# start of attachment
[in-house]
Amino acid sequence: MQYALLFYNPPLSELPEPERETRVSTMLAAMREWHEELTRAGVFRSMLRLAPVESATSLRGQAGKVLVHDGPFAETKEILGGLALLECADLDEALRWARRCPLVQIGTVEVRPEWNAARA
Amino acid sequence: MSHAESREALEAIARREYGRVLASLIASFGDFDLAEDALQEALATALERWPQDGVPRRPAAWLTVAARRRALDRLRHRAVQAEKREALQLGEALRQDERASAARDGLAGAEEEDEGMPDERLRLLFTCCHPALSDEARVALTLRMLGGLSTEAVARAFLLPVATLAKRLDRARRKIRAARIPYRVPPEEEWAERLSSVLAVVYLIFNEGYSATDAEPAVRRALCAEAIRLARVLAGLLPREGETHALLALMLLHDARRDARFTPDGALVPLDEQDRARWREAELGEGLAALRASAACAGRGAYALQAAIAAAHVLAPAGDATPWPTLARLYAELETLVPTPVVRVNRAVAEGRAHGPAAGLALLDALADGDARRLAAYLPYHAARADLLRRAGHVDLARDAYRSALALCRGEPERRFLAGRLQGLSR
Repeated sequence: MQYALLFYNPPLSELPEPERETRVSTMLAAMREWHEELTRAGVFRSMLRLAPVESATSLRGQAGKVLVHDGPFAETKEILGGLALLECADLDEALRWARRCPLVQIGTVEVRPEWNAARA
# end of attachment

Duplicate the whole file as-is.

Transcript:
[in-house]
Amino acid sequence: MQYALLFYNPPLSELPEPERETRVSTMLAAMREWHEELTRAGVFRSMLRLAPVESATSLRGQAGKVLVHDGPFAETKEILGGLALLECADLDEALRWARRCPLVQIGTVEVRPEWNAARA
Amino acid sequence: MSHAESREALEAIARREYGRVLASLIASFGDFDLAEDALQEALATALERWPQDGVPRRPAAWLTVAARRRALDRLRHRAVQAEKREALQLGEALRQDERASAARDGLAGAEEEDEGMPDERLRLLFTCCHPALSDEARVALTLRMLGGLSTEAVARAFLLPVATLAKRLDRARRKIRAARIPYRVPPEEEWAERLSSVLAVVYLIFNEGYSATDAEPAVRRALCAEAIRLARVLAGLLPREGETHALLALMLLHDARRDARFTPDGALVPLDEQDRARWREAELGEGLAALRASAACAGRGAYALQAAIAAAHVLAPAGDATPWPTLARLYAELETLVPTPVVRVNRAVAEGRAHGPAAGLALLDALADGDARRLAAYLPYHAARADLLRRAGHVDLARDAYRSALALCRGEPERRFLAGRLQGLSR
Repeated sequence: MQYALLFYNPPLSELPEPERETRVSTMLAAMREWHEELTRAGVFRSMLRLAPVESATSLRGQAGKVLVHDGPFAETKEILGGLALLECADLDEALRWARRCPLVQIGTVEVRPEWNAARA